Newcomer Carey Mulligan stars as a 16-year-old who falls under the sway of Peter Sarsgaard’s thirty-something hepcat in post-war Britain. Adapted by Nick Hornby from Lynn Barber’s memoir, An Education looks back upon statutory rape as a rite of passage, and it’s a testament to fine performances that the film only feels icky in retrospect.
Mulligan musters memories of Audrey Hepburn, drinking in jazz clubs and every other symbol of sophistication that Sarsgaard’s predatory rake lavishes upon her. He’s so smooth her parents (played by Alfred Molina and Cara Seymour) don’t just consent to the affair—they seem to fall in love, too. But will Jenny’s dream of attending Oxford get hijacked by this beau and his creepy bedroom baby-talk?
Directed by Lone Scherfig, An Education certainly means well, positioning Mulligan’s Jenny as a woman brighter and more promising than the possibilities offered by her era. Her futures are summed up in either Olivia Williams’ stern, sexless schoolmarm or Rosamund Pike’s glamorous, dim-bulb arm candy. Sarsgaard’s world of nightclubs, classical music and high fashion is rendered in lavish colors, sharply contrasting the rainy palate of Jenny’s boring prep school and dreary home life.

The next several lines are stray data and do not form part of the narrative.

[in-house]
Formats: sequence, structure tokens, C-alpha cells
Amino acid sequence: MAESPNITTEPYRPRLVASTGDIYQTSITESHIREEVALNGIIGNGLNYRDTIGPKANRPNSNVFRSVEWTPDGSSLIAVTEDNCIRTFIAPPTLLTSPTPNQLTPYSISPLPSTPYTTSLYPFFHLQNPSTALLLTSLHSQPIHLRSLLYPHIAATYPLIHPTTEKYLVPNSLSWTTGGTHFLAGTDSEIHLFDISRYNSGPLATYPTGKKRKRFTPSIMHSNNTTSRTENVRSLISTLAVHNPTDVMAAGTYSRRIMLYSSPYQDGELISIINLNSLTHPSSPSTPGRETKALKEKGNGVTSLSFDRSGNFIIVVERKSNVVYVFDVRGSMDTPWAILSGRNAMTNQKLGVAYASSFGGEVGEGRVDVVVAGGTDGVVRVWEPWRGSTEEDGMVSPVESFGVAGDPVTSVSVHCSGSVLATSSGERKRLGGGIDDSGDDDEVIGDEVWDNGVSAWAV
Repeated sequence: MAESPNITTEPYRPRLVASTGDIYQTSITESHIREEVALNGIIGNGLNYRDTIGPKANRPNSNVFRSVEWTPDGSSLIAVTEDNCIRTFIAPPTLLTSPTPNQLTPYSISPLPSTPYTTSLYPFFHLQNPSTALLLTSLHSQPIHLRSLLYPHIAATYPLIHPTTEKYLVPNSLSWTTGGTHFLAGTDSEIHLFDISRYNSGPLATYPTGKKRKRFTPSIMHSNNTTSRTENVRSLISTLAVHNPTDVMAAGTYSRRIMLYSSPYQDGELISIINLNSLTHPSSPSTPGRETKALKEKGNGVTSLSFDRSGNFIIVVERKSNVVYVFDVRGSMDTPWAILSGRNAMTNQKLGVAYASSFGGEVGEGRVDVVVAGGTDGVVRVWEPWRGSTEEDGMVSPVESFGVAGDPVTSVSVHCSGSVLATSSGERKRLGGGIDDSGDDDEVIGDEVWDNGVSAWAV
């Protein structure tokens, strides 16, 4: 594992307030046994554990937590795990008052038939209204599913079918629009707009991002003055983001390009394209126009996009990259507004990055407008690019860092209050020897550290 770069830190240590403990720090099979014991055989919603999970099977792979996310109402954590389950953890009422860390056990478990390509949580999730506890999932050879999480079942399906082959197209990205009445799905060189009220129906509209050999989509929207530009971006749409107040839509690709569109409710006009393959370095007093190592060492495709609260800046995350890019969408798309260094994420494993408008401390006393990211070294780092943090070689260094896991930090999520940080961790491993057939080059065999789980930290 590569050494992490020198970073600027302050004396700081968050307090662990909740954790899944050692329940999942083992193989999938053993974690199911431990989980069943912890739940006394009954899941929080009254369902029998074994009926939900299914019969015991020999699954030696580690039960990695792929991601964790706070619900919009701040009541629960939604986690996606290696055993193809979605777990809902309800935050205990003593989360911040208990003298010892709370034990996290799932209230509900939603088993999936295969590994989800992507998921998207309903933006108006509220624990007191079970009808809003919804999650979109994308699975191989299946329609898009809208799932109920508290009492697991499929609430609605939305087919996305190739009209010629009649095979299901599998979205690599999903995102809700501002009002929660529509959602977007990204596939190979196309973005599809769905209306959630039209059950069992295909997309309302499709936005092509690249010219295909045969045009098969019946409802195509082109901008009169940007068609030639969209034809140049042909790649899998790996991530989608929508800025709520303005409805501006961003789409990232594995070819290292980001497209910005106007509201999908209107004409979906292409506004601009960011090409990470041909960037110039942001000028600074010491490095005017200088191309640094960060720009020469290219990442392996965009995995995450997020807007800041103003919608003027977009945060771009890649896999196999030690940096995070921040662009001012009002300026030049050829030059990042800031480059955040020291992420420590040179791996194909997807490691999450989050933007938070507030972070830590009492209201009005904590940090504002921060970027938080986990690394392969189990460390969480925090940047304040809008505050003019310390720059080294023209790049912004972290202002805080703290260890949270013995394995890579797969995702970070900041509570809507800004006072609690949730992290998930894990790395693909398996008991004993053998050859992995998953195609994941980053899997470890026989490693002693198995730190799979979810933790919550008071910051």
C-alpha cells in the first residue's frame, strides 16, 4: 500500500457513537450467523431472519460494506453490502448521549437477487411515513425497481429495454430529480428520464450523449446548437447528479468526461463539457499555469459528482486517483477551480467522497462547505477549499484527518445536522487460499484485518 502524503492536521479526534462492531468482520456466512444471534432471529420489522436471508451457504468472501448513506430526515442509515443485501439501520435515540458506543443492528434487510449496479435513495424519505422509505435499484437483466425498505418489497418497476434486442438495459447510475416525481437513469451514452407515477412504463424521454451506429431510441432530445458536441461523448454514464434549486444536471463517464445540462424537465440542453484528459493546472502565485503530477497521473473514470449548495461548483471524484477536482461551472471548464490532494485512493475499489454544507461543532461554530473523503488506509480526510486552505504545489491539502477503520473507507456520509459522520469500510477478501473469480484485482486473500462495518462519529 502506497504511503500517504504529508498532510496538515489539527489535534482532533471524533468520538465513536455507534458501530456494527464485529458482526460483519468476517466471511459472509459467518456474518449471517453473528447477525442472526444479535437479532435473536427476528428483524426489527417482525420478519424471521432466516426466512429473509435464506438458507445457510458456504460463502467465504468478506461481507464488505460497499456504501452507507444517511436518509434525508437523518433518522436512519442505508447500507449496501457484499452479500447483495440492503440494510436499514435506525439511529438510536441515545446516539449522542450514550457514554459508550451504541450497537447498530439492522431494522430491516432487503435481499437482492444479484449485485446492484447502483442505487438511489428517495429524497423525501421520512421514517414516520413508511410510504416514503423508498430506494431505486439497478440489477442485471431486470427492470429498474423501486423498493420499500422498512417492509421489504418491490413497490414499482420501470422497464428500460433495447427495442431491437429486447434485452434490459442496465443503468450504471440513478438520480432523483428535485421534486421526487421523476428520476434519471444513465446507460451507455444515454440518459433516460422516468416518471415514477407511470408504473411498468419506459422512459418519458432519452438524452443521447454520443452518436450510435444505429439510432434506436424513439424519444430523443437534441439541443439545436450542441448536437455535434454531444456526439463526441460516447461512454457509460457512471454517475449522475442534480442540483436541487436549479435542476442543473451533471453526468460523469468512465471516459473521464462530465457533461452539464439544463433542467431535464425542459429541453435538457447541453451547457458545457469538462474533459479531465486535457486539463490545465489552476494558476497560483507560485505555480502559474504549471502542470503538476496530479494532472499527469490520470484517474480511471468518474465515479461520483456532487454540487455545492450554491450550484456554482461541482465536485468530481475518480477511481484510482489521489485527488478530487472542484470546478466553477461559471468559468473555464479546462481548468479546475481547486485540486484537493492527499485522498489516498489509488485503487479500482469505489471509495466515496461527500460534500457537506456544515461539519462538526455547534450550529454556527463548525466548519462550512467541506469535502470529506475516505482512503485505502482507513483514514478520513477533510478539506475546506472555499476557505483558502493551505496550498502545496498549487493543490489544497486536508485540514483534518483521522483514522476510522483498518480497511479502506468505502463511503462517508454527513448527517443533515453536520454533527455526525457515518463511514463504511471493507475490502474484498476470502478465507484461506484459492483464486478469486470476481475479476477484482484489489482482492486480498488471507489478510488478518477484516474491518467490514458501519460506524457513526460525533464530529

But something about the movie still feels false. There’s nobody better than Hornby at dissecting the way people define themselves through their tastes, but in other respects his screenplay is too fussy and neat for its own good. This is a middlebrow view of what must have been a messy affair. Scherfig keeps everything humming along at room temperature; with even the betrayals and recriminations occurring at a genteel pitch, as if everyone’s afraid to raise their voices.
Hornby’s novels always cut so close to the bone, it’s shocking how content An Education is to skate along the surface. C